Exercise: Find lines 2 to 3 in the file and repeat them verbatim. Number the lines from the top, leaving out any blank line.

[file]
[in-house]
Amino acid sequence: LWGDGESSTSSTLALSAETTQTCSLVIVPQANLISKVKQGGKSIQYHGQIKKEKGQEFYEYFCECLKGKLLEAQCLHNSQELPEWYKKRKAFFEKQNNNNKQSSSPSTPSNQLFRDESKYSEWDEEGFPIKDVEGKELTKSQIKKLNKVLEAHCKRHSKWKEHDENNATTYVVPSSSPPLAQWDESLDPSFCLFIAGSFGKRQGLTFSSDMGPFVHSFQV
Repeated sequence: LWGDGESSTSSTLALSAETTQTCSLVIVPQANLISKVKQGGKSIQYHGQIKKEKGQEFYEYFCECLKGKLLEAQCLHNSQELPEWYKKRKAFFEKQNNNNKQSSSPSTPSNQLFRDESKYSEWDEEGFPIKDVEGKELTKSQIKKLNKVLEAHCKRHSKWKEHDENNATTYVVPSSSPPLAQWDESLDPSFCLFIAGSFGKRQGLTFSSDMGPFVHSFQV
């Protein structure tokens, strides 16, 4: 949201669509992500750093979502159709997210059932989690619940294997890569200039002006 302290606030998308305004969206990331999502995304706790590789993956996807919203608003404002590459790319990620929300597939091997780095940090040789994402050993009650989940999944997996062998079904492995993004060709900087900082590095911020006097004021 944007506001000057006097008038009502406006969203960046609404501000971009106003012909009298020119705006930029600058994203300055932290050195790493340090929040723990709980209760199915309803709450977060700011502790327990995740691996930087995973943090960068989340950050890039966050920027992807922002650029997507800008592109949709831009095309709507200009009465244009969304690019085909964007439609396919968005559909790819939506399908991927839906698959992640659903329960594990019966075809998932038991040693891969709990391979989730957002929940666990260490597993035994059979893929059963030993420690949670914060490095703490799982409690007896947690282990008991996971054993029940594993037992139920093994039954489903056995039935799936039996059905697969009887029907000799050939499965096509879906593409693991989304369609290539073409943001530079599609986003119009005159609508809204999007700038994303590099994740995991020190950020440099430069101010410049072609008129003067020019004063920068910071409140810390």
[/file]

Amino acid sequence: LWGDGESSTSSTLALSAETTQTCSLVIVPQANLISKVKQGGKSIQYHGQIKKEKGQEFYEYFCECLKGKLLEAQCLHNSQELPEWYKKRKAFFEKQNNNNKQSSSPSTPSNQLFRDESKYSEWDEEGFPIKDVEGKELTKSQIKKLNKVLEAHCKRHSKWKEHDENNATTYVVPSSSPPLAQWDESLDPSFCLFIAGSFGKRQGLTFSSDMGPFVHSFQV
Repeated sequence: LWGDGESSTSSTLALSAETTQTCSLVIVPQANLISKVKQGGKSIQYHGQIKKEKGQEFYEYFCECLKGKLLEAQCLHNSQELPEWYKKRKAFFEKQNNNNKQSSSPSTPSNQLFRDESKYSEWDEEGFPIKDVEGKELTKSQIKKLNKVLEAHCKRHSKWKEHDENNATTYVVPSSSPPLAQWDESLDPSFCLFIAGSFGKRQGLTFSSDMGPFVHSFQV